Reassemble the flash unit, taking care not to pinch any of the new wiring. It may help to cut away a little of the internal walls of the Starblitz battery compartment to make routing the wires easier. When it’s all been tested, add a little glue to the edges of the battery terminal door so that it stays in place when you pull the power lead out of the socket.
Battery Holder Mods
At the power-pack end you just need to make a couple of mods as well. The first is to add a new power cord for the flash unit and the second is to provide the sync closure from the camera’s hot shoe.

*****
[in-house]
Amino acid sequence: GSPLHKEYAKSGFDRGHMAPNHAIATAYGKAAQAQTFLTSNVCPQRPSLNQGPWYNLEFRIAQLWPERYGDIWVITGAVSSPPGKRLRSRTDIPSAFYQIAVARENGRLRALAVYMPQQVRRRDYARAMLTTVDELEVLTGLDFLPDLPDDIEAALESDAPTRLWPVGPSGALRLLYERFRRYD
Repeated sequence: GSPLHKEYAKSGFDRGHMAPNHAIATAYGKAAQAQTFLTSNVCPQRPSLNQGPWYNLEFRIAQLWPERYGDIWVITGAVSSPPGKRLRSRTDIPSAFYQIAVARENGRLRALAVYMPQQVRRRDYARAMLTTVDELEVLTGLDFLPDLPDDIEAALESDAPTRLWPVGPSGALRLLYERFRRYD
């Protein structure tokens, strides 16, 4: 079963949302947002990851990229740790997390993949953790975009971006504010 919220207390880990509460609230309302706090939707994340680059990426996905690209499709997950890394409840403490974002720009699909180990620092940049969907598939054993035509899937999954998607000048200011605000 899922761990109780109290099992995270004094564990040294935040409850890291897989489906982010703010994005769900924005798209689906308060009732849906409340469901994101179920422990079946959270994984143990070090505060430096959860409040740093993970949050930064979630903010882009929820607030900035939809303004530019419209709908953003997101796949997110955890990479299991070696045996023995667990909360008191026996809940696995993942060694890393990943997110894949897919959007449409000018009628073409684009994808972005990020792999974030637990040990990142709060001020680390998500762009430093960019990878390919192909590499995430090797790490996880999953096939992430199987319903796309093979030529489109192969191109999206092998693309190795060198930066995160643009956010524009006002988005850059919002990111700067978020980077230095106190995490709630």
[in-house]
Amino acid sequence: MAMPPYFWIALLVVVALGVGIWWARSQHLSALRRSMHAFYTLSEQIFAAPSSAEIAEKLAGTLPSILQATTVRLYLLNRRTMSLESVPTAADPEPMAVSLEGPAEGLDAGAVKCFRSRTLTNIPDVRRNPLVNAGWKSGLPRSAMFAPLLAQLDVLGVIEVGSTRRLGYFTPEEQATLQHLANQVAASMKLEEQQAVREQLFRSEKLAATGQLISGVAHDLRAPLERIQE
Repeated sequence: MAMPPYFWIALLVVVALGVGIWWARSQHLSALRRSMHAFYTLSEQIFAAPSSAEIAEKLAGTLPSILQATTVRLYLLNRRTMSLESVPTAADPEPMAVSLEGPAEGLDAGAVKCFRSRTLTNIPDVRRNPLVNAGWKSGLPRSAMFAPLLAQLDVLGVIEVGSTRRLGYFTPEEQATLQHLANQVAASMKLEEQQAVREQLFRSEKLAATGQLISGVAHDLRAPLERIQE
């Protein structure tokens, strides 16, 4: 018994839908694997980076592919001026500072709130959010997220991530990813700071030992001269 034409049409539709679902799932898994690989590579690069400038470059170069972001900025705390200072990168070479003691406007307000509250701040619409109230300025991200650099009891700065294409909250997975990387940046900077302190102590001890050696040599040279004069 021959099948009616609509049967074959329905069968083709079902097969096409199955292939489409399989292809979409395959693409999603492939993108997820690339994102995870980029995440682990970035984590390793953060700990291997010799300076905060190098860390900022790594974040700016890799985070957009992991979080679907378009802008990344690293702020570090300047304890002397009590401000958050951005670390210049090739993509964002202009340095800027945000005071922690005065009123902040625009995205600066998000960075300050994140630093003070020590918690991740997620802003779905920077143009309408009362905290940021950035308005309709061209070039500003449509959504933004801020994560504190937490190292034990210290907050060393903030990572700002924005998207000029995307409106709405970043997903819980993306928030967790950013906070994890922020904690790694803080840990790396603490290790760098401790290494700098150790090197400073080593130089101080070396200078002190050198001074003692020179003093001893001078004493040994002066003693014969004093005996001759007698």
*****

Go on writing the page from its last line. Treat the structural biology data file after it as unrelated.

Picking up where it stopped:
For the power cord, remove the final contact plate that has the red wire attached to it. You don’t need the third battery since the Starblitz unit runs off 3 volts. Also remove the cover plate over the battery holder’s power switch and desolder the black wire. Now solder one core of a suitable length of twin core power cable to the recently vacated terminal of the power switch, and the second to the remaining contact plate at the end of the third battery slot (opposite end to the contact you just removed). At the other end of the cable solder on the power plug. That should be power for the flash sorted. Assuming you’ve made the mods to the flash unit by now you can give it a quick test by sticking in a couple of AA batteries, plugging it in to the flash and seeing if it powers up.